Warming ocean surface temperatures, and a cool chart

Did the water at your East Coast beach seem warmer than usual last summer? That's because it was: sea surface temperatures for the Northeast Shelf Ecosystem, which reaches from Cape Hatteras, North Carolina to the Gulf of Maine, reached a record high of 14 degrees Celsius in 2012, higher than the average of 12.4 degrees Celsius for the past 30 years. That's according to a new report from NOAA's Northeast Fisheries Science Center.

And it's not just the surface temperatures that are increasing - the warm water thermal habitat was at a record high, while cold water habitat was at a record low. Warm water went deeper than usual, and the habitat is changing. What is the impact? According to NOAA,
Temperature is also affecting distributions of fish and shellfish on the Northeast Shelf. The advisory provides data on changes in distribution, or shifts in the center of the population, of seven key fishery species over time. The four southern species - black sea bass, summer flounder, longfin squid and butterfish - all showed a northeastward or upshelf shift. American lobster has shifted upshelf over time but at a slower rate than the southern species. Atlantic cod and haddock have shifted downshelf.”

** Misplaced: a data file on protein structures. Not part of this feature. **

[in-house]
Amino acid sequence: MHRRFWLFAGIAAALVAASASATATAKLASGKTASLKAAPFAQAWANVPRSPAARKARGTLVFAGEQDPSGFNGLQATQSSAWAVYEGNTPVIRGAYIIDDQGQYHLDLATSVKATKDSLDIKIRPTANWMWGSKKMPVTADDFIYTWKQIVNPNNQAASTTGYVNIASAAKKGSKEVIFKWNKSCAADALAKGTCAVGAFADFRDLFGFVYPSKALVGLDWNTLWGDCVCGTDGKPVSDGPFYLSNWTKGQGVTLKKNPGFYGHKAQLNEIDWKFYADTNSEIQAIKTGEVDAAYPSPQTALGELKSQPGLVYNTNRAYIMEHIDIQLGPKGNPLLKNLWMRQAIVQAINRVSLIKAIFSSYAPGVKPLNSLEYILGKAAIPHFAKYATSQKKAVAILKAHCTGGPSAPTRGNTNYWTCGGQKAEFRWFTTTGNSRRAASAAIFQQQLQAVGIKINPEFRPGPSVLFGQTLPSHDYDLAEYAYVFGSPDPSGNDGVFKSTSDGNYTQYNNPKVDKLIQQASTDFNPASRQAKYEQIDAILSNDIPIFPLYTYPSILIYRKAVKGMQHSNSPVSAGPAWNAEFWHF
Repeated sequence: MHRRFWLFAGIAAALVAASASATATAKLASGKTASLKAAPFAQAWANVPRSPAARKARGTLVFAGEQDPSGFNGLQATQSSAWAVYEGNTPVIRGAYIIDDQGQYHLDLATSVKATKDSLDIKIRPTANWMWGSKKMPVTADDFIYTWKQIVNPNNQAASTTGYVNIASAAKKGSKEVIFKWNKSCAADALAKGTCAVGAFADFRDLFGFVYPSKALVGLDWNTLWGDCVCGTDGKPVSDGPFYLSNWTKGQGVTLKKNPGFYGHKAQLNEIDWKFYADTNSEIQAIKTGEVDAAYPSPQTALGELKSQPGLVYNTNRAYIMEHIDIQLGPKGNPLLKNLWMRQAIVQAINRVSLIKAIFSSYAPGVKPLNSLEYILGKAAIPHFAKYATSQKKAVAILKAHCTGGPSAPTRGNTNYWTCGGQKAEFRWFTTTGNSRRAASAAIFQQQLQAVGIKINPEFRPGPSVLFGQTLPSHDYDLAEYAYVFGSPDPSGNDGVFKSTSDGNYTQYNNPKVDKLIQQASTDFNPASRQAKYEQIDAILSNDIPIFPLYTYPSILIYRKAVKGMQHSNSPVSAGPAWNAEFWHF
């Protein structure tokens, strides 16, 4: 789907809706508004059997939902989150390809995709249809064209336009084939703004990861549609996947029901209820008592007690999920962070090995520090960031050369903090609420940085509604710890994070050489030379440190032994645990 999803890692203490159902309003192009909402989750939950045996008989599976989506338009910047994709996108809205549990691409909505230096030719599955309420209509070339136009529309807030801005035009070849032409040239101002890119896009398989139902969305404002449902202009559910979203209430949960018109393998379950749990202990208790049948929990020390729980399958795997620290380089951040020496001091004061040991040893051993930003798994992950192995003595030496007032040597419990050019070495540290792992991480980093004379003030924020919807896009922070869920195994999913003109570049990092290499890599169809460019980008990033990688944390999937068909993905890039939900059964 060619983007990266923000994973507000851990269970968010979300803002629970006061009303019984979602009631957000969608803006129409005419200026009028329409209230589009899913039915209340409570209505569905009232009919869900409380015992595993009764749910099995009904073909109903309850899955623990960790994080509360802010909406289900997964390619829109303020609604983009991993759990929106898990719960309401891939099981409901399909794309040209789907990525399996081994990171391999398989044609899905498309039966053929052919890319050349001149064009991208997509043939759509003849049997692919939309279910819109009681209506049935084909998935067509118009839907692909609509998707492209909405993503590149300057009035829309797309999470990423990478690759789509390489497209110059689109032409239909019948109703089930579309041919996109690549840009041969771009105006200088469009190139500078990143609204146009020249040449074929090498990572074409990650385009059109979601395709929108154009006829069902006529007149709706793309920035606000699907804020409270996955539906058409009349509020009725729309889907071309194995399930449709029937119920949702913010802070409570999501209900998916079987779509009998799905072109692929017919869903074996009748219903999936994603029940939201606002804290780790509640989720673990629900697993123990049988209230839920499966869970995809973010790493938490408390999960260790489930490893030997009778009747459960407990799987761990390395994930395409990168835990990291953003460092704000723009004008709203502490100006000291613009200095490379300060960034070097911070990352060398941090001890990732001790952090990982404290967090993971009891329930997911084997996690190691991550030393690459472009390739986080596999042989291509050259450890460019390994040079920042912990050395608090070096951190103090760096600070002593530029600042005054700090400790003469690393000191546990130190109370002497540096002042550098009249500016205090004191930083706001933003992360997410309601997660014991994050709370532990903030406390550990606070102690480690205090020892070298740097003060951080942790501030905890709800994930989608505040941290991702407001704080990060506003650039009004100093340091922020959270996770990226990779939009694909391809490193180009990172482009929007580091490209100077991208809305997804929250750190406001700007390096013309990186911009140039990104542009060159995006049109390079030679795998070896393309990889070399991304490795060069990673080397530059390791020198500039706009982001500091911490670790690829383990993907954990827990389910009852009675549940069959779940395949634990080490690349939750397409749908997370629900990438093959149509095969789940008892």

You can see the movement in the chart at the top of the post. Or, as puts it, "record-breaking temperatures  . . . are driving the fish away from fast-heating waters to more hospitable depths and latitudes."

The warming won't affect the appearance of mung seaweed on Cape Cod, at least not according to this National Park Service information sheet. That apparently drifts in from points farther north.  

I am quite taken with the way the chart incorporates geographical information to show the movement of species. Do you agree?

No comments:

Popular Posts